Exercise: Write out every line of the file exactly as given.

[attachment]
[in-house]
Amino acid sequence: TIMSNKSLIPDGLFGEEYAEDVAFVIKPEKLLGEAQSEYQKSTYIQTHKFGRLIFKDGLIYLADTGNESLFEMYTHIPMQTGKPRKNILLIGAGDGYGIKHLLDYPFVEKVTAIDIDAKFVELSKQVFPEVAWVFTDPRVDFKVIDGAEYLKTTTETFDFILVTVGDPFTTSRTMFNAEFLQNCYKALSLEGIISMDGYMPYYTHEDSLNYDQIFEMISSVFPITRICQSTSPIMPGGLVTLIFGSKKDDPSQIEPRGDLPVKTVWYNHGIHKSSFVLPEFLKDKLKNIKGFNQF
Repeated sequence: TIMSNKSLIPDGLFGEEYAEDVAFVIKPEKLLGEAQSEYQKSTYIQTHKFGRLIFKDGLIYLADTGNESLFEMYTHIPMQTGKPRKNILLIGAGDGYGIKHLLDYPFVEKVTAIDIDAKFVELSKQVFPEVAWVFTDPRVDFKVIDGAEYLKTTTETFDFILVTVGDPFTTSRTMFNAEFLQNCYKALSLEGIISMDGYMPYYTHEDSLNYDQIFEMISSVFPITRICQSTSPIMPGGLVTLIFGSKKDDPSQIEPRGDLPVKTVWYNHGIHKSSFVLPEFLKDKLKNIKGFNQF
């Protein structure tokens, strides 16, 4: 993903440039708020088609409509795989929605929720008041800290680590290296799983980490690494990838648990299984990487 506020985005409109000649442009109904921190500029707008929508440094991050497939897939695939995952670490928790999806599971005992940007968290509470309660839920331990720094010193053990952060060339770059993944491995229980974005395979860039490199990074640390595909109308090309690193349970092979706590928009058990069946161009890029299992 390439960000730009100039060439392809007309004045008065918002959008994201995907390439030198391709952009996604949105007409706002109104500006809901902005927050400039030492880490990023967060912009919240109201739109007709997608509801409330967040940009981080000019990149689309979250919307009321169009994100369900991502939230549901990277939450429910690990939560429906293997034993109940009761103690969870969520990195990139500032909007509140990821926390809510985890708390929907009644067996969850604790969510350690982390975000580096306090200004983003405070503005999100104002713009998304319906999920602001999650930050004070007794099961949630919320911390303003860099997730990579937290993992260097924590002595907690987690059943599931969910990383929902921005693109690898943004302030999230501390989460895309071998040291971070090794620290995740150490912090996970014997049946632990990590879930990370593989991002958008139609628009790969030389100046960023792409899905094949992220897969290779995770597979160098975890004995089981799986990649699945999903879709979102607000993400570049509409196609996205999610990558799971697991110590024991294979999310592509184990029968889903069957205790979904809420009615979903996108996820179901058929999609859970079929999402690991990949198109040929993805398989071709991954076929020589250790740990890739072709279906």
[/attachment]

[in-house]
Amino acid sequence: TIMSNKSLIPDGLFGEEYAEDVAFVIKPEKLLGEAQSEYQKSTYIQTHKFGRLIFKDGLIYLADTGNESLFEMYTHIPMQTGKPRKNILLIGAGDGYGIKHLLDYPFVEKVTAIDIDAKFVELSKQVFPEVAWVFTDPRVDFKVIDGAEYLKTTTETFDFILVTVGDPFTTSRTMFNAEFLQNCYKALSLEGIISMDGYMPYYTHEDSLNYDQIFEMISSVFPITRICQSTSPIMPGGLVTLIFGSKKDDPSQIEPRGDLPVKTVWYNHGIHKSSFVLPEFLKDKLKNIKGFNQF
Repeated sequence: TIMSNKSLIPDGLFGEEYAEDVAFVIKPEKLLGEAQSEYQKSTYIQTHKFGRLIFKDGLIYLADTGNESLFEMYTHIPMQTGKPRKNILLIGAGDGYGIKHLLDYPFVEKVTAIDIDAKFVELSKQVFPEVAWVFTDPRVDFKVIDGAEYLKTTTETFDFILVTVGDPFTTSRTMFNAEFLQNCYKALSLEGIISMDGYMPYYTHEDSLNYDQIFEMISSVFPITRICQSTSPIMPGGLVTLIFGSKKDDPSQIEPRGDLPVKTVWYNHGIHKSSFVLPEFLKDKLKNIKGFNQF
């Protein structure tokens, strides 16, 4: 993903440039708020088609409509795989929605929720008041800290680590290296799983980490690494990838648990299984990487 506020985005409109000649442009109904921190500029707008929508440094991050497939897939695939995952670490928790999806599971005992940007968290509470309660839920331990720094010193053990952060060339770059993944491995229980974005395979860039490199990074640390595909109308090309690193349970092979706590928009058990069946161009890029299992 390439960000730009100039060439392809007309004045008065918002959008994201995907390439030198391709952009996604949105007409706002109104500006809901902005927050400039030492880490990023967060912009919240109201739109007709997608509801409330967040940009981080000019990149689309979250919307009321169009994100369900991502939230549901990277939450429910690990939560429906293997034993109940009761103690969870969520990195990139500032909007509140990821926390809510985890708390929907009644067996969850604790969510350690982390975000580096306090200004983003405070503005999100104002713009998304319906999920602001999650930050004070007794099961949630919320911390303003860099997730990579937290993992260097924590002595907690987690059943599931969910990383929902921005693109690898943004302030999230501390989460895309071998040291971070090794620290995740150490912090996970014997049946632990990590879930990370593989991002958008139609628009790969030389100046960023792409899905094949992220897969290779995770597979160098975890004995089981799986990649699945999903879709979102607000993400570049509409196609996205999610990558799971697991110590024991294979999310592509184990029968889903069957205790979904809420009615979903996108996820179901058929999609859970079929999402690991990949198109040929993805398989071709991954076929020589250790740990890739072709279906």